One way to take the pulse of how well the U.S. has its BP under control is to review the annual enrollment totals from the Target: BP Recognition Program, an initiative developed by the AMA and the American Heart Association (AHA) to recognize health care organizations seeking to better control high BP in the patient populations they serve.

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This year, 1,309 organizations (PDF)—or about 200 more than in 2021—are being recognized for their efforts to prioritize controlling their patients’ high BP.

While participation is high, the need to do more is even greater as nearly half of U.S. adults—121.5 million—are living with high BP, according to 2021 statistics from the AHA. High BP is a leading risk factor for heart disease, stroke and premature death. It also accounts for more than $52 billion in annual health care costs.

“Through our continued efforts to help ensure all people have access to quality health care and all physicians have the support they need to control high blood pressure, we will be able to greatly reduce the burden of cardiovascular disease and improve health outcomes for patients across the nation,” said AMA President Jack Resneck Jr., MD.

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Target: BP™ aims to reduce the number of adult patients with uncontrolled BP by helping health care organizations and care teams improve BP-control rates—at no cost—through the evidence-based AMA MAP BP™ Program.

The organizations recognized by the Target: BP program serve more than 29 million patients, including 8.4 million with hypertension, and represent 49 states or U.S. territories.

More than 3,100 health care organizations have joined the nationwide movement to make heart health a priority since the AMA and AHA launched Target: BP™ in 2015.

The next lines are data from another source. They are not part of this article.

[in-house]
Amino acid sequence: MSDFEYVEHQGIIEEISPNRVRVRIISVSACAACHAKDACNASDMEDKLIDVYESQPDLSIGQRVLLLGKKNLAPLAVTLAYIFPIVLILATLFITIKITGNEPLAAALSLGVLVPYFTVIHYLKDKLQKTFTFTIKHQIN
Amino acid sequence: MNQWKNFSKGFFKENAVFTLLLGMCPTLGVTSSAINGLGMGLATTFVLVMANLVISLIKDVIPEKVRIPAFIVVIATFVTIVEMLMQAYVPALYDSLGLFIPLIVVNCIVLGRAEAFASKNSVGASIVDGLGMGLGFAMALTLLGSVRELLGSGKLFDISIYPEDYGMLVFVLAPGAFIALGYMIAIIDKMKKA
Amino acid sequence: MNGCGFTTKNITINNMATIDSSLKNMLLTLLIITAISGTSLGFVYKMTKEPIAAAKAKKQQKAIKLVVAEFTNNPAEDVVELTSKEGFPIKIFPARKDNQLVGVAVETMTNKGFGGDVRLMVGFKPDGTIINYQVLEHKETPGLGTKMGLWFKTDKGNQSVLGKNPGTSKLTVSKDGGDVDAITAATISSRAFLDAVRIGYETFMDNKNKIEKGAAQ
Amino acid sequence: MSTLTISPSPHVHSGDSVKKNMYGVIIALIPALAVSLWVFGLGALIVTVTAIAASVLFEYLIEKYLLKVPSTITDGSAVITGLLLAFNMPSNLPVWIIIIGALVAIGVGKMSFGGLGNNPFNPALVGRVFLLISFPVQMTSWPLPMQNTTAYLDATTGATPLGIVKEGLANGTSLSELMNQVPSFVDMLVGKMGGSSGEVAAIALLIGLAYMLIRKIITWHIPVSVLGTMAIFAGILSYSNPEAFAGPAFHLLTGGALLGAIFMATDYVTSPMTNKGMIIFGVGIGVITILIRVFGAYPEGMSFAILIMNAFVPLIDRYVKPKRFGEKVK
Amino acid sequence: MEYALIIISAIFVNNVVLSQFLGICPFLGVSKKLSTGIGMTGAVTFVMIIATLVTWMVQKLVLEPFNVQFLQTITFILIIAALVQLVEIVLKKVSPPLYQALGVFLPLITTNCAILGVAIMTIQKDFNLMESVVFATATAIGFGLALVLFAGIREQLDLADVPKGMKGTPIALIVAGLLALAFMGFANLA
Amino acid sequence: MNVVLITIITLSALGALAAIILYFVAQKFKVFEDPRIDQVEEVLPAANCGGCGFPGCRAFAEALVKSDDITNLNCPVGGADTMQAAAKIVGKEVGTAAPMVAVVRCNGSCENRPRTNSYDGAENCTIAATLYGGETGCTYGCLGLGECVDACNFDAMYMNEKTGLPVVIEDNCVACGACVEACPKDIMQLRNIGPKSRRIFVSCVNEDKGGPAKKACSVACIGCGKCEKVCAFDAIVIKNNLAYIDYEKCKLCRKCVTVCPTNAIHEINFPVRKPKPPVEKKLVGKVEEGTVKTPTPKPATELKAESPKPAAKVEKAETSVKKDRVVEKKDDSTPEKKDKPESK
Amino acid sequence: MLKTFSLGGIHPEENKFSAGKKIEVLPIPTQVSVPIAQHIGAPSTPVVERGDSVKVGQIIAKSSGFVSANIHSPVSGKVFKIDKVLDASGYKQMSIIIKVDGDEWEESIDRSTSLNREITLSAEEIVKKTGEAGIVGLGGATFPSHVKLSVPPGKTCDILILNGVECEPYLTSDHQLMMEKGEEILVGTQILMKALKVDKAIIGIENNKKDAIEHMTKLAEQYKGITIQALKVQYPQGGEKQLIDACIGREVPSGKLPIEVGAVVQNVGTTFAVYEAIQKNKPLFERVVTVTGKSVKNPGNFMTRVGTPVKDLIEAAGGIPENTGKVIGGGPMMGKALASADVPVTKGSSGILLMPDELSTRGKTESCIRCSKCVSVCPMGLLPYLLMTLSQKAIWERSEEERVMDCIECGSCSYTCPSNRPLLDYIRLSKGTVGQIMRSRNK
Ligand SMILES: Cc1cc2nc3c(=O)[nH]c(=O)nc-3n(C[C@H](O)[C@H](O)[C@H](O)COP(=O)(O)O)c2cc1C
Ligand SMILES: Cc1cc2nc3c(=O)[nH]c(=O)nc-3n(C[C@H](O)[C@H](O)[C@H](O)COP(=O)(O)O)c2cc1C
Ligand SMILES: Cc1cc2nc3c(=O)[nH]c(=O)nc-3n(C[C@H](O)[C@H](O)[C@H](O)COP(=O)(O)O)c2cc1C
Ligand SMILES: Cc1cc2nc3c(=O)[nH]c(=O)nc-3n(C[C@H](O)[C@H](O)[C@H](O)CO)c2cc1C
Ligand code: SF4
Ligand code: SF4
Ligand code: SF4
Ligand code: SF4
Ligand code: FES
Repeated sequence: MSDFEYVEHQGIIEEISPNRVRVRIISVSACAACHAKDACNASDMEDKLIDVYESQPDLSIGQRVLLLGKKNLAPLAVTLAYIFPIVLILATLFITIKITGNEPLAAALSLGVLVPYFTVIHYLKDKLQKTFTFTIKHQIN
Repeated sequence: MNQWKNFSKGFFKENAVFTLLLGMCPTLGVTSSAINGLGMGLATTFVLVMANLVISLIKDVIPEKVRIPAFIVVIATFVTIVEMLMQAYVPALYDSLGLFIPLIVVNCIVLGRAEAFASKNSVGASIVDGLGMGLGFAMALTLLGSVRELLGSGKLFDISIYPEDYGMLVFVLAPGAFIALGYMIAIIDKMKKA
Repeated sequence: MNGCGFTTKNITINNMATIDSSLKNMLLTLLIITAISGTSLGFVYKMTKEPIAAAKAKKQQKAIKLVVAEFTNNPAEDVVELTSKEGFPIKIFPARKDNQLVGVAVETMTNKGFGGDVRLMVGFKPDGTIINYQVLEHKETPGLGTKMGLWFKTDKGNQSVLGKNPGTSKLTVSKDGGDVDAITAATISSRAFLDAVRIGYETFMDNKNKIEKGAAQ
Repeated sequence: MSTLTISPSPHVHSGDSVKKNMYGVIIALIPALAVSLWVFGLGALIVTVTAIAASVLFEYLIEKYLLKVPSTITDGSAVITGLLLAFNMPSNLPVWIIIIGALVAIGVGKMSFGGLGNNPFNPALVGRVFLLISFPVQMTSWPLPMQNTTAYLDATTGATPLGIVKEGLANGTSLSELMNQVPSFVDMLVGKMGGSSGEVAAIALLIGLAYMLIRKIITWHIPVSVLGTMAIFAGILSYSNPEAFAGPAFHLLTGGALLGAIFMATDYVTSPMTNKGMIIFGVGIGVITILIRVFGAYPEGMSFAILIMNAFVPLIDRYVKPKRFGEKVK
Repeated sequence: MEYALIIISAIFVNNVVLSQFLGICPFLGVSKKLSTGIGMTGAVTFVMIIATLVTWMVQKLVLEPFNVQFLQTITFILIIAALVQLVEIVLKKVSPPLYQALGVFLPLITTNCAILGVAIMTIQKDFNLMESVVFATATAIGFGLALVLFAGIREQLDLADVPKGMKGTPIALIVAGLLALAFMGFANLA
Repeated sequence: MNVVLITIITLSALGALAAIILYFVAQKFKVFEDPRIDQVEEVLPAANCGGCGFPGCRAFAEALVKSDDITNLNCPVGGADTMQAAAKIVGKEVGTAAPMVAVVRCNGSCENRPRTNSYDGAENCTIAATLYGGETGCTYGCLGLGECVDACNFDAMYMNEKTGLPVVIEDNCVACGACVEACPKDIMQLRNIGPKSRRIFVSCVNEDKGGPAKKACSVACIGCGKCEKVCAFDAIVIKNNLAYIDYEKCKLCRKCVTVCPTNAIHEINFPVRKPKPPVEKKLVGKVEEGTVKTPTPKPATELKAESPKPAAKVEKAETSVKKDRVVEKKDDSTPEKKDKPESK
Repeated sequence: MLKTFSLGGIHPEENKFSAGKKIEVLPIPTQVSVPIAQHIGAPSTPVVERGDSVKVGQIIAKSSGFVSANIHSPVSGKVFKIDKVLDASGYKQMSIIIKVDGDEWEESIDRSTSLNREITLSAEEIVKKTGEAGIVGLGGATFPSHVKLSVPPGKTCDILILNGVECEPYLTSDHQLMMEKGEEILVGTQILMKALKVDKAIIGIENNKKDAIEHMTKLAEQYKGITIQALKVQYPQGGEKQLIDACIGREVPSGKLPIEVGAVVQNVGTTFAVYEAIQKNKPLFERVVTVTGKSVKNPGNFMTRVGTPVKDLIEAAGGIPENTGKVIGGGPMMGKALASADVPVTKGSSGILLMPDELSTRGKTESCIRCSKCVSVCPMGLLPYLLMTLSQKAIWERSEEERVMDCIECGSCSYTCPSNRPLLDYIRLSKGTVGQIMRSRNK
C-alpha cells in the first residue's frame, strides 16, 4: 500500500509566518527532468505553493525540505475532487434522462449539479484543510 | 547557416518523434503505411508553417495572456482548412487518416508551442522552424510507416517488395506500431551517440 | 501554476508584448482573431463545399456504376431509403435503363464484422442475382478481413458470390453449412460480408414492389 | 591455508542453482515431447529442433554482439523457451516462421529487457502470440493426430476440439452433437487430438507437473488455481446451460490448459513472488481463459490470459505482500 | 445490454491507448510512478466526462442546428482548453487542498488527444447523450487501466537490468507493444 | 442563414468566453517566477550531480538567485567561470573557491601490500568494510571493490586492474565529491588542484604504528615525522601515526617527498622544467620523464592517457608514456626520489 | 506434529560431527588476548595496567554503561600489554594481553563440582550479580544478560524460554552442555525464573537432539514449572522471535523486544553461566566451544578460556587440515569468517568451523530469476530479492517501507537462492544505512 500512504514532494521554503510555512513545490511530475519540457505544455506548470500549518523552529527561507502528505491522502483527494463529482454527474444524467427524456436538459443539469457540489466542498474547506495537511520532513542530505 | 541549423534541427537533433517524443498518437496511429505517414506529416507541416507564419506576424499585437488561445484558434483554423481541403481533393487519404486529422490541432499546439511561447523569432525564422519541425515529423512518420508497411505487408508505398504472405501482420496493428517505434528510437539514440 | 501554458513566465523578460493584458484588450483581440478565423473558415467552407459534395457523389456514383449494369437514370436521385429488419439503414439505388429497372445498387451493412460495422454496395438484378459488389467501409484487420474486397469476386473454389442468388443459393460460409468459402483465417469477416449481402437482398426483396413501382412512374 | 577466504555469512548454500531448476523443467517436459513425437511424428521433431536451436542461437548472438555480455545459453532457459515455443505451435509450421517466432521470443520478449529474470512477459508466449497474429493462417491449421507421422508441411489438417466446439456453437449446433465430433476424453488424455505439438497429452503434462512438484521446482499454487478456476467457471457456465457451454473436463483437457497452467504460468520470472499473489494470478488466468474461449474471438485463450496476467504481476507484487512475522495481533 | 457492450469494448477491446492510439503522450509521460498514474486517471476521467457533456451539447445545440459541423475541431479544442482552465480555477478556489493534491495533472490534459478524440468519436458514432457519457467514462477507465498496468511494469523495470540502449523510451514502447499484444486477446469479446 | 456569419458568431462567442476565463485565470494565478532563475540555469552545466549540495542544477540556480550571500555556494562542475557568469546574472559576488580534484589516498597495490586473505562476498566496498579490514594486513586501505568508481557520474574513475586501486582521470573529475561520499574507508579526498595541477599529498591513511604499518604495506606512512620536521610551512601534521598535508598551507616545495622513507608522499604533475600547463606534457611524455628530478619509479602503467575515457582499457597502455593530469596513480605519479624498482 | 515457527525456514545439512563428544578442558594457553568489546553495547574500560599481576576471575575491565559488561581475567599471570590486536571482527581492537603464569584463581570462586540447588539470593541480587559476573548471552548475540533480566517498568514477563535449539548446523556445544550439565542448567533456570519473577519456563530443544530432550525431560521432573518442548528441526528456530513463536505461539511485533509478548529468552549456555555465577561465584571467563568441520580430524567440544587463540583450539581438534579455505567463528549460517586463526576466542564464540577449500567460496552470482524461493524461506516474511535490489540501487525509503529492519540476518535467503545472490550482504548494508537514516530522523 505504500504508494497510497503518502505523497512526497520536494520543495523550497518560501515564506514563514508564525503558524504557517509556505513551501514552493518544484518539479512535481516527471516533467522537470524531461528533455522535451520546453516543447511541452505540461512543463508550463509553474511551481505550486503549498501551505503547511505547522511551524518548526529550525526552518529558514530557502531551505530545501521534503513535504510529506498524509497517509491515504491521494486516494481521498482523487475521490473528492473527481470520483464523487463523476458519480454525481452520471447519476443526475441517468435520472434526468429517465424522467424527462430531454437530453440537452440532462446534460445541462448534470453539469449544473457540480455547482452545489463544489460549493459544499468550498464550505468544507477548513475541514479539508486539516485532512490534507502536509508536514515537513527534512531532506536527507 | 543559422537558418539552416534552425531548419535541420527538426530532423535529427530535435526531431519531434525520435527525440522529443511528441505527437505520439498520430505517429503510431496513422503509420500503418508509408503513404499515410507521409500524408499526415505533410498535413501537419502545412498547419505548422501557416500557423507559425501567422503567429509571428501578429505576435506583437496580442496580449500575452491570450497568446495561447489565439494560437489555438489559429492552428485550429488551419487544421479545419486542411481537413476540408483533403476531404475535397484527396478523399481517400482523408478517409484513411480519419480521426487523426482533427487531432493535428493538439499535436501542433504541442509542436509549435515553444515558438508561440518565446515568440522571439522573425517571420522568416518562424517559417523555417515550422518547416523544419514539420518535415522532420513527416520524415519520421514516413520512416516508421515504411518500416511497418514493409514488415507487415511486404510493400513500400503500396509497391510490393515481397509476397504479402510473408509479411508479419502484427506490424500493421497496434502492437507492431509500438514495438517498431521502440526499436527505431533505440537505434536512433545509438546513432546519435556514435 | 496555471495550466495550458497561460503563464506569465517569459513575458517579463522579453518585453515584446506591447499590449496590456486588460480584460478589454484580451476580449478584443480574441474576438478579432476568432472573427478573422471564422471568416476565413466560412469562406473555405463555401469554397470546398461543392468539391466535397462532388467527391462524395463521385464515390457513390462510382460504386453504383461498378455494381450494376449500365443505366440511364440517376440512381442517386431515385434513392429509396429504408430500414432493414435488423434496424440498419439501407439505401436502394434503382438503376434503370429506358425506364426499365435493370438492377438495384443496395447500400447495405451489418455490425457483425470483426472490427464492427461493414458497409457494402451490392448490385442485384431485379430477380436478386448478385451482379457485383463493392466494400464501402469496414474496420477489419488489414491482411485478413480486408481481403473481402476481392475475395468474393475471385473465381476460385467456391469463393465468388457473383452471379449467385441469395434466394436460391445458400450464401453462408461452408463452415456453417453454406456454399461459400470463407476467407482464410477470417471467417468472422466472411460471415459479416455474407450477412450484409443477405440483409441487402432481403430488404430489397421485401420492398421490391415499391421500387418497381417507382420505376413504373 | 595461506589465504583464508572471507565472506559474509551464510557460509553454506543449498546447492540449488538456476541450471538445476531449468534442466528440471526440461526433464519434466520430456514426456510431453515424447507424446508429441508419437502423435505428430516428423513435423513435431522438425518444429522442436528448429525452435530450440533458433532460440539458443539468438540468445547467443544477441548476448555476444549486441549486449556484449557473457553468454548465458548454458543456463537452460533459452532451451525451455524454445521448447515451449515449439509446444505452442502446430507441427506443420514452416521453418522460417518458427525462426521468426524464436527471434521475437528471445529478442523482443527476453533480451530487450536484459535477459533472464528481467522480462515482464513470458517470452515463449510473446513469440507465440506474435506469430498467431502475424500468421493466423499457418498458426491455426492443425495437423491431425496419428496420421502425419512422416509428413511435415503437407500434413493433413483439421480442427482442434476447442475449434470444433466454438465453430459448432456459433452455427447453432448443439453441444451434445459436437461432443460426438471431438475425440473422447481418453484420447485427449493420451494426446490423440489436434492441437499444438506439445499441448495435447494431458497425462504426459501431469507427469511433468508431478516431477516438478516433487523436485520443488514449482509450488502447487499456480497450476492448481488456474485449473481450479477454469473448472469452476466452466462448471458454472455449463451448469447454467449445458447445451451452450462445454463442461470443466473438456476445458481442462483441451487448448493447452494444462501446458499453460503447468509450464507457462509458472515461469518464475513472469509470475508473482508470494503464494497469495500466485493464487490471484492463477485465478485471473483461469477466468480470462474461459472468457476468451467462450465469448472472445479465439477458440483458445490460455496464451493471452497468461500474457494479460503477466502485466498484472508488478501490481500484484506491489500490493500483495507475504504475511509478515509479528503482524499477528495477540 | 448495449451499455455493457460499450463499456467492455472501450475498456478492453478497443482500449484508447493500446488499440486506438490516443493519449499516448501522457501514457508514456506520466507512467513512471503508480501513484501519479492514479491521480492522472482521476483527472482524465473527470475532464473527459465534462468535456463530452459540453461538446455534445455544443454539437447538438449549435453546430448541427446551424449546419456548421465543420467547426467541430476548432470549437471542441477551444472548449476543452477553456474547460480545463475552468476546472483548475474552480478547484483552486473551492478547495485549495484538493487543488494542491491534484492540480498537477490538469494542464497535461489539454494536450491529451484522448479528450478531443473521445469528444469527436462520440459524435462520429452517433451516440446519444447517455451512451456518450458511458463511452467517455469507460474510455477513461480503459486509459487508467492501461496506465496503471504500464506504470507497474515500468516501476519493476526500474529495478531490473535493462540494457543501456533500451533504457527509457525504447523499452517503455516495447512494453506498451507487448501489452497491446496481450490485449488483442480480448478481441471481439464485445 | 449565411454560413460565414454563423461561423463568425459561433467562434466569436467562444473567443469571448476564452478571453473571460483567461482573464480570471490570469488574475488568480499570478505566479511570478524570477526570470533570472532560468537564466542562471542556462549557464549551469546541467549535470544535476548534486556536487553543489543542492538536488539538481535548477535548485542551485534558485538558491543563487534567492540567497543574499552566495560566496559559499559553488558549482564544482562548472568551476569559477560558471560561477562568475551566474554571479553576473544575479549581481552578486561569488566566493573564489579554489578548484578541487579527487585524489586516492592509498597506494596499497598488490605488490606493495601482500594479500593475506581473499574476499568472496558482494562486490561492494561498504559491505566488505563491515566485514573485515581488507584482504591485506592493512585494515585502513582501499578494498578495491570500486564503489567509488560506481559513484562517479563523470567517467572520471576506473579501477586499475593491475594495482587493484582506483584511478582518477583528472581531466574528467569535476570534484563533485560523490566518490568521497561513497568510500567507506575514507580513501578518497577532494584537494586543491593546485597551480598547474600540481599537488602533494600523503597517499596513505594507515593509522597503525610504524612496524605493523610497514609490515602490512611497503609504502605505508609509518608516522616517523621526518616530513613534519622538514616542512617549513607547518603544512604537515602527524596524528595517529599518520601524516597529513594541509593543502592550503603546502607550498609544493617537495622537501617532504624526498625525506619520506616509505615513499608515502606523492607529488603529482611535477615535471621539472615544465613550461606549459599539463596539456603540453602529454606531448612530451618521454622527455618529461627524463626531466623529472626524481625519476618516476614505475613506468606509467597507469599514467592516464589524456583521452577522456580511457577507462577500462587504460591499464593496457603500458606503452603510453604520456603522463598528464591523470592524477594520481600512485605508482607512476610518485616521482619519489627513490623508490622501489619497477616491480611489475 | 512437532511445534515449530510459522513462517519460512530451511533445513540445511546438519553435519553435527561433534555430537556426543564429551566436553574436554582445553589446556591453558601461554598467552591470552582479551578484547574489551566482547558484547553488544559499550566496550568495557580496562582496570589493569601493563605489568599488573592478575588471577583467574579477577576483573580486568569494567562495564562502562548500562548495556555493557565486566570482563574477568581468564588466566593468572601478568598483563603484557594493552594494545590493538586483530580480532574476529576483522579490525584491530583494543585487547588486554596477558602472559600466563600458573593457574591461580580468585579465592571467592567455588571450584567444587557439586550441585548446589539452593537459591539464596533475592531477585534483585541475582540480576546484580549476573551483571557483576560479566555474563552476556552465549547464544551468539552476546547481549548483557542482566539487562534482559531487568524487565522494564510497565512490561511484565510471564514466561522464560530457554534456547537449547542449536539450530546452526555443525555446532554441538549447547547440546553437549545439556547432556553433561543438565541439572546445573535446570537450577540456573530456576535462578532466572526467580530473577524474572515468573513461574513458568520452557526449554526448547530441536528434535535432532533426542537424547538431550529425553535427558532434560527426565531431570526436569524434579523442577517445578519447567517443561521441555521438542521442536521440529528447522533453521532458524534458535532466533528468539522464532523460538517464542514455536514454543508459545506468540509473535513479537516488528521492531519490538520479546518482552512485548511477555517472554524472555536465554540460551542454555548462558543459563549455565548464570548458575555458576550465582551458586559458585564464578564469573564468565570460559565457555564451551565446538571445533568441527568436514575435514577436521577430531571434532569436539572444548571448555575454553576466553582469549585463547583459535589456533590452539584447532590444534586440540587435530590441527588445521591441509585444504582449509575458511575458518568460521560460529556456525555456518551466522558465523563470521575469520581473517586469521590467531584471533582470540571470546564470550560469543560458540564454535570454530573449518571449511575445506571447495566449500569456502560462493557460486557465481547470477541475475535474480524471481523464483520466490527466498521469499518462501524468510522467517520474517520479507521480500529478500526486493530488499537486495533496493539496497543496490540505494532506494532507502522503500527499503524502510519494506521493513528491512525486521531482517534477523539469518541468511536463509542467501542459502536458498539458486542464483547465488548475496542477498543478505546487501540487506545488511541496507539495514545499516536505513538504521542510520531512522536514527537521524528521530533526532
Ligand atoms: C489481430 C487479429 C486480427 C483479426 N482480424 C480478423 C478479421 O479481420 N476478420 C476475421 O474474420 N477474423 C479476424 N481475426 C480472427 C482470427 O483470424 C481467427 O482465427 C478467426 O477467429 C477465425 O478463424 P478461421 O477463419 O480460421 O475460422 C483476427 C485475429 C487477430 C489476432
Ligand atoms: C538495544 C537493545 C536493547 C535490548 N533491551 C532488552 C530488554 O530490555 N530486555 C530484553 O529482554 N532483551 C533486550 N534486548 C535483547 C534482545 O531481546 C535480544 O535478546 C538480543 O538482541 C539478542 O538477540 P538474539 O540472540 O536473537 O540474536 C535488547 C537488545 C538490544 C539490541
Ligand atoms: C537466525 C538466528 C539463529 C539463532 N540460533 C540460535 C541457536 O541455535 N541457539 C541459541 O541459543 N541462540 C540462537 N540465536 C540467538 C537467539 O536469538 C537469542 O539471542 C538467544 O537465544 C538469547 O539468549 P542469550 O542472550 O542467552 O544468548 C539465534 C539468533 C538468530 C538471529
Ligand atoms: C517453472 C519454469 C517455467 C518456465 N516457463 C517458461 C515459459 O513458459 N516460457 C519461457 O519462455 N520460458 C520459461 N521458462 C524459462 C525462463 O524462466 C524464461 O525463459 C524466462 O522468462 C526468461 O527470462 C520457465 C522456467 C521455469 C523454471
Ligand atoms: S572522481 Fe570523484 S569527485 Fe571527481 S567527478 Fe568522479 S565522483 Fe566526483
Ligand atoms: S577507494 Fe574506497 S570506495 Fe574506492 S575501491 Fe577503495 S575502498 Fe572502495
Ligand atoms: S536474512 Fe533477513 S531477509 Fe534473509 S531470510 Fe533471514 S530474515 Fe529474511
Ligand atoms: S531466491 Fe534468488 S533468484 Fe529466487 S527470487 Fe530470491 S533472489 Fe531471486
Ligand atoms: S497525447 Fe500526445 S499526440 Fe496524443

“Together, the AMA and AHA share a commitment to reducing the number of Americans who have heart attacks and strokes each year,” Dr. Resneck said. “We are proud of the physicians and health care organizations who have already joined us in this effort, and we will continue to urge more physician practices, health systems and patients to prioritize the rising risk of high blood pressure.”

Gold or gold-plus award-level recognition was earned by 42% of participants and requires BP control rates of greater than or equal to 69.5%.

More than half achieved silver award recognition—which requires BP control data to be submitted and four out of six evidence-based BP activities to be completed.

The remainder received participation-level recognition that recognizes practices which submit data for the first-time and commit to reducing the number of adult patients with uncontrolled high BP.

Learn how to submit data to the Target: BP Recognition Program.

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The gold-plus and silver award categories debuted last year in an effort to further celebrate excellence in achieving BP control. They also emphasize the importance of accurate BP measurement equipment, regular staff education and training, and reliable systems of care to ensure accurate BP measurement for every patient, every time.

Programs such as Target: BP help health care organizations and care teams work to improve BP-control rates through patient awareness and education on managing risk factors, such as lifestyle choices and family history.

The Target: BP website features a variety of resources related to self-measured BP, including implementation tips, such as how to loan out devices, select a cuff size, train patients, collect data and manage devices. Learn more about the AHA outpatient quality improvement programs.

The AMA supported the development of the US Blood Pressure Validated Device Listing (VDL™), which identifies BP measurement devices that have been validated for clinical accuracy in the U.S.

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